California’s Revised Uniform Limited Liability Company Act (RULCCA) sets out duties owed by managers or members of the LLC.  While managers of manager-managed LLCs and members of member-managed LLCs  both owe a duty of loyalty and care, all members and managers have a contractual obligation of good faith and fair dealing.  However, unless terms are manifestly unreasonable, the LLC’s operating agreement affords the LLC an opportunity to edit these duties and responsibilities.  This includes a modification of the duty of loyalty, duty of care, in addition to good faith and fair dealing.  This begs the question: what is the manifestly unreasonable standard?

The National Conference of Commissioners on Uniform State Laws (NCCUSL) wrote RULLCA, on which California based their RULLCA.  Thus, the NCCUSL’s description and commentary on the manifestly unreasonable standard should be understood by those looking to interpret an LLC’s operating agreement.  This is especially true, given the little to no case law (in the entire nation) dealing with the manifestly unreasonable standard.  According to NCCUSL, the manifestly unreasonable standard is fundamental to RULLCA because it protects an operating agreement.  For example, if the concept of manifestly unreasonable were loosely applied, then the court would be able to alter the members’ agreement, something which RULLCA looks to prohibit.  Furthermore, unlike in the commercial context, here manifestly unreasonable is to be applied to the individual business organization in its’ own context.  Finally, it is important to note that when the manifestly unreasonable standard is used, the court’s determination is based off the date the term was adopted in the LLC’s operating agreement.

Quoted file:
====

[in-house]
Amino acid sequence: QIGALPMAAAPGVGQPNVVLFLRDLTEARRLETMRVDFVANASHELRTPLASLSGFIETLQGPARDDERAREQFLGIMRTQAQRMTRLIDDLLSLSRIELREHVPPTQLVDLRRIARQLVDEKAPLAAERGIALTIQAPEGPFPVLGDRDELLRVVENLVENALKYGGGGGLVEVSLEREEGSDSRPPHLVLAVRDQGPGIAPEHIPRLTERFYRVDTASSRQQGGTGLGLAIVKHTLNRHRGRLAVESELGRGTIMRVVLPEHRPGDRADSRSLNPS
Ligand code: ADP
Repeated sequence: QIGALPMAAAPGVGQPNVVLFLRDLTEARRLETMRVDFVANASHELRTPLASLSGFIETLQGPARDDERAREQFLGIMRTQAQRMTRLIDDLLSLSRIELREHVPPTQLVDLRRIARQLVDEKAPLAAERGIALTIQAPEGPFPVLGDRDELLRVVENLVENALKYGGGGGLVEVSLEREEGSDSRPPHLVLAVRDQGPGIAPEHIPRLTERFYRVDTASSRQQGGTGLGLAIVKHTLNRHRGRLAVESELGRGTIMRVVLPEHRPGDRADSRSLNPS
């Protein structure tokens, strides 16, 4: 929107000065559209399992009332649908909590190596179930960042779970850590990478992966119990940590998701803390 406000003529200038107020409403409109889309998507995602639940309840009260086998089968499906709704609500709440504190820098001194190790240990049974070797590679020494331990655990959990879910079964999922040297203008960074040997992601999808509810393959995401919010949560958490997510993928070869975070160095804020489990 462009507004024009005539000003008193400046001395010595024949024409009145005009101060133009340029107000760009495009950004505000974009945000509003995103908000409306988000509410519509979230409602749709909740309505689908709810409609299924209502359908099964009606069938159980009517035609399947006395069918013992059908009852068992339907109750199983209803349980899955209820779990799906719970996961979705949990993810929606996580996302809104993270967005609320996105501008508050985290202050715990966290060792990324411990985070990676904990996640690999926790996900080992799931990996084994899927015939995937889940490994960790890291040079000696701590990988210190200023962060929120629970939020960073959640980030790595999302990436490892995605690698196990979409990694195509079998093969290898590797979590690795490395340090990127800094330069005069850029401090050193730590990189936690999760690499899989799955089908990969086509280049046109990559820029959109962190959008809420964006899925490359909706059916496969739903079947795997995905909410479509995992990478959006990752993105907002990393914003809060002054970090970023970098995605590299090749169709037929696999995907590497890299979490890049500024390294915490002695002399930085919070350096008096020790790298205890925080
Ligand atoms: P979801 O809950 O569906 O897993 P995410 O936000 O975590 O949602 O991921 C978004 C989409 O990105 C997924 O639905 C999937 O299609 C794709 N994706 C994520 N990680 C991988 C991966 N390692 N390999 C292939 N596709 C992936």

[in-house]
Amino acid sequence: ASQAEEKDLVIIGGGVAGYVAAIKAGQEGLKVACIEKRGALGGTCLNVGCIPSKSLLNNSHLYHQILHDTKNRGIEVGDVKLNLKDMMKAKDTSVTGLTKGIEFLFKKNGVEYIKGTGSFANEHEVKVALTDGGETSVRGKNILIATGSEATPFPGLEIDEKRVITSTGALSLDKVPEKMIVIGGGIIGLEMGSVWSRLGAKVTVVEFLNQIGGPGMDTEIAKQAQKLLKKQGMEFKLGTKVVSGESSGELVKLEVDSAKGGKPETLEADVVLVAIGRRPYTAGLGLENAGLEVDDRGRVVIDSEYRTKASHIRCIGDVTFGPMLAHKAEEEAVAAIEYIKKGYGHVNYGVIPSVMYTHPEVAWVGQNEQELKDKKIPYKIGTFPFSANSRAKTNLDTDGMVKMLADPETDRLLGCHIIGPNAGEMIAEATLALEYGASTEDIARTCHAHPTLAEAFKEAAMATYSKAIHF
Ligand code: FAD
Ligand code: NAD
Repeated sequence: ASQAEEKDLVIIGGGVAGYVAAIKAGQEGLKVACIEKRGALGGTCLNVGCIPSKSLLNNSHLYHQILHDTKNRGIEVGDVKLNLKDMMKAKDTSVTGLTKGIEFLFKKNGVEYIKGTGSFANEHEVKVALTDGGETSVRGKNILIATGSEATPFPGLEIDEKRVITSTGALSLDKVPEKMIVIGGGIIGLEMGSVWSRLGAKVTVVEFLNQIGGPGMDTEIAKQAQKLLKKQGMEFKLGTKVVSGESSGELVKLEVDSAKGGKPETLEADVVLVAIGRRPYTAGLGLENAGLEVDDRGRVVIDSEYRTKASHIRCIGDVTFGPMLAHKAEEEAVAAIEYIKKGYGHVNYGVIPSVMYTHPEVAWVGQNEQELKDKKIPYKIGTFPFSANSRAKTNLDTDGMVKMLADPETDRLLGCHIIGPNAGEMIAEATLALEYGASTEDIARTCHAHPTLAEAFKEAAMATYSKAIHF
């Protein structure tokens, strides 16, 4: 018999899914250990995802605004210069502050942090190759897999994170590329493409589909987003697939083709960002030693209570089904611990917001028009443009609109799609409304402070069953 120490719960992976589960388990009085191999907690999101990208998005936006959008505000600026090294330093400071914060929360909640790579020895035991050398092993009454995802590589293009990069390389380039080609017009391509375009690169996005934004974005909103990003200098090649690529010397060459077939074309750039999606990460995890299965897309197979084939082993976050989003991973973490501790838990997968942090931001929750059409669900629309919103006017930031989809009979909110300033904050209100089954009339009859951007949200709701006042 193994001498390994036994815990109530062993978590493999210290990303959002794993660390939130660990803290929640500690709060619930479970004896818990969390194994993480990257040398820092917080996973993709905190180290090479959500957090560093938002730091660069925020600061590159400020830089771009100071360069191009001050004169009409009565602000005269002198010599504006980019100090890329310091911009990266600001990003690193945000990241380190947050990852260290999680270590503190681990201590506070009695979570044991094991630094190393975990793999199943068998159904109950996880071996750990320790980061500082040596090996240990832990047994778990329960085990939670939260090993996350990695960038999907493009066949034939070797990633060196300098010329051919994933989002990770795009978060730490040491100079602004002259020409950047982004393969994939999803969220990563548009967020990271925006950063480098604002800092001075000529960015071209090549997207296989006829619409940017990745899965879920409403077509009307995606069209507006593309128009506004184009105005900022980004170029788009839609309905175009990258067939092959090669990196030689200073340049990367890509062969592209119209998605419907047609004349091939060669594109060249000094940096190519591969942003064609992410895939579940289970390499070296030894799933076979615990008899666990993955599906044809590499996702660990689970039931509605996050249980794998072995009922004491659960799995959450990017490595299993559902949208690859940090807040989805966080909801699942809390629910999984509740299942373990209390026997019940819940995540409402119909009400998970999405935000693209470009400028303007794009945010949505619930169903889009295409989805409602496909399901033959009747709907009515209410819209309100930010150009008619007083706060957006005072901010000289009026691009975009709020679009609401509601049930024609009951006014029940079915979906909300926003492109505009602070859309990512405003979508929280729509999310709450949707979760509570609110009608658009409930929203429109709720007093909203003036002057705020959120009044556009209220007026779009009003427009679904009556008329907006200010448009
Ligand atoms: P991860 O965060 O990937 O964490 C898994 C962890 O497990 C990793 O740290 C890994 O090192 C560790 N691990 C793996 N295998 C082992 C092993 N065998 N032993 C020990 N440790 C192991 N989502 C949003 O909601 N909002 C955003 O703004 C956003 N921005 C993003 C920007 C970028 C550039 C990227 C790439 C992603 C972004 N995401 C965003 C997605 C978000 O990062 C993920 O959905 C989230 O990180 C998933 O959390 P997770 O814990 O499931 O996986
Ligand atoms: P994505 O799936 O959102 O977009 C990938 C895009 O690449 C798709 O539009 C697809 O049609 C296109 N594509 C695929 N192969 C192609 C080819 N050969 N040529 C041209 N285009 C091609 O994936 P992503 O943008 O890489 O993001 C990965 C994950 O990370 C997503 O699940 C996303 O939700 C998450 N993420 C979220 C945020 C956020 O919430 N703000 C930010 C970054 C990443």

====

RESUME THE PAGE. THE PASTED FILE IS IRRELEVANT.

According to the NCCUSL, the party claiming that a term is manifestly unreasonable has the burden of proof.  Furthermore, the court can only rule the term is manifestly unreasonable under certain circumstances.  First, the court must first understand the purposes and activities of the LLC.  Then, the court must apply their understanding to the term in question.  The court can only find the term to be manifestly unreasonable if “it is readily apparent that (a) the objective term is unreasonable or (b) the term is an unreasonable means to achieve the provision’s objective.”

The court will obtain their understanding of the purpose/activities of the LLC by weighing factors like the sophistication of the parties, both parties’ interpretation of the manifestly unreasonable standard in addition to the overall bargain.  If the LLC’s operating agreement results in unjust operations, regarding unfair dealing or “a situation outside of the reasonable expectations of the parties in in regard to fiduciary duties,” the court will likely revert the operating agreement to the default fiduciary duties provided in California’s RULLCA.